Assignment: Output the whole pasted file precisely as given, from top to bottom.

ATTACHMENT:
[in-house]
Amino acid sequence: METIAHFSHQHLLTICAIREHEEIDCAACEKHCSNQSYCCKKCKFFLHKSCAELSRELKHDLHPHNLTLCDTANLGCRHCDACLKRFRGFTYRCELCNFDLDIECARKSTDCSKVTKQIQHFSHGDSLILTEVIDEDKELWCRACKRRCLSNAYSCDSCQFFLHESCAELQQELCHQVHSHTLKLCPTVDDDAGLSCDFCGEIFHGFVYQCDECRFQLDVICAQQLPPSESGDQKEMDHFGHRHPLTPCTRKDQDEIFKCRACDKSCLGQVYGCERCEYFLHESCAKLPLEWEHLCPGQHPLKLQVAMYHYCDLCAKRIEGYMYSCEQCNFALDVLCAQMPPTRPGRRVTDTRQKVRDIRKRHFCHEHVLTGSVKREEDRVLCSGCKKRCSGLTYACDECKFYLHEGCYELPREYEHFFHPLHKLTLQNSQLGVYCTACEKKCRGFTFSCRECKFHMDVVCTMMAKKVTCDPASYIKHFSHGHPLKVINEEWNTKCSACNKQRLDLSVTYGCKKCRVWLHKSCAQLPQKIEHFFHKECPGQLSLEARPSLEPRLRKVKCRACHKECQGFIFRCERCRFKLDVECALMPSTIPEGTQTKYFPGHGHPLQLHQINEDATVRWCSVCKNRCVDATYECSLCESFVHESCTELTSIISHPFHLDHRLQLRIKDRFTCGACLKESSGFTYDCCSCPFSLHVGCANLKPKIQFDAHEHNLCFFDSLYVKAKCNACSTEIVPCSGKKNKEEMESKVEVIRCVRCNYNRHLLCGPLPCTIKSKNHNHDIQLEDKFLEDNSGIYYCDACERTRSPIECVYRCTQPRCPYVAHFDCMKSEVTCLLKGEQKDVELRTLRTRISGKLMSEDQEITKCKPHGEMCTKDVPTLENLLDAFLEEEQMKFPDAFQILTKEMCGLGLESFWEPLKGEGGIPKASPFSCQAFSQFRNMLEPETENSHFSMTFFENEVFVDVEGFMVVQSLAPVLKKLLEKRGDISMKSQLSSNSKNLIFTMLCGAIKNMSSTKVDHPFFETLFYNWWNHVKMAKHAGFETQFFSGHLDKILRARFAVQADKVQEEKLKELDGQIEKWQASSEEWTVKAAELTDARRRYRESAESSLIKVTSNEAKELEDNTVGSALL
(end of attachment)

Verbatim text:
[in-house]
Amino acid sequence: METIAHFSHQHLLTICAIREHEEIDCAACEKHCSNQSYCCKKCKFFLHKSCAELSRELKHDLHPHNLTLCDTANLGCRHCDACLKRFRGFTYRCELCNFDLDIECARKSTDCSKVTKQIQHFSHGDSLILTEVIDEDKELWCRACKRRCLSNAYSCDSCQFFLHESCAELQQELCHQVHSHTLKLCPTVDDDAGLSCDFCGEIFHGFVYQCDECRFQLDVICAQQLPPSESGDQKEMDHFGHRHPLTPCTRKDQDEIFKCRACDKSCLGQVYGCERCEYFLHESCAKLPLEWEHLCPGQHPLKLQVAMYHYCDLCAKRIEGYMYSCEQCNFALDVLCAQMPPTRPGRRVTDTRQKVRDIRKRHFCHEHVLTGSVKREEDRVLCSGCKKRCSGLTYACDECKFYLHEGCYELPREYEHFFHPLHKLTLQNSQLGVYCTACEKKCRGFTFSCRECKFHMDVVCTMMAKKVTCDPASYIKHFSHGHPLKVINEEWNTKCSACNKQRLDLSVTYGCKKCRVWLHKSCAQLPQKIEHFFHKECPGQLSLEARPSLEPRLRKVKCRACHKECQGFIFRCERCRFKLDVECALMPSTIPEGTQTKYFPGHGHPLQLHQINEDATVRWCSVCKNRCVDATYECSLCESFVHESCTELTSIISHPFHLDHRLQLRIKDRFTCGACLKESSGFTYDCCSCPFSLHVGCANLKPKIQFDAHEHNLCFFDSLYVKAKCNACSTEIVPCSGKKNKEEMESKVEVIRCVRCNYNRHLLCGPLPCTIKSKNHNHDIQLEDKFLEDNSGIYYCDACERTRSPIECVYRCTQPRCPYVAHFDCMKSEVTCLLKGEQKDVELRTLRTRISGKLMSEDQEITKCKPHGEMCTKDVPTLENLLDAFLEEEQMKFPDAFQILTKEMCGLGLESFWEPLKGEGGIPKASPFSCQAFSQFRNMLEPETENSHFSMTFFENEVFVDVEGFMVVQSLAPVLKKLLEKRGDISMKSQLSSNSKNLIFTMLCGAIKNMSSTKVDHPFFETLFYNWWNHVKMAKHAGFETQFFSGHLDKILRARFAVQADKVQEEKLKELDGQIEKWQASSEEWTVKAAELTDARRRYRESAESSLIKVTSNEAKELEDNTVGSALL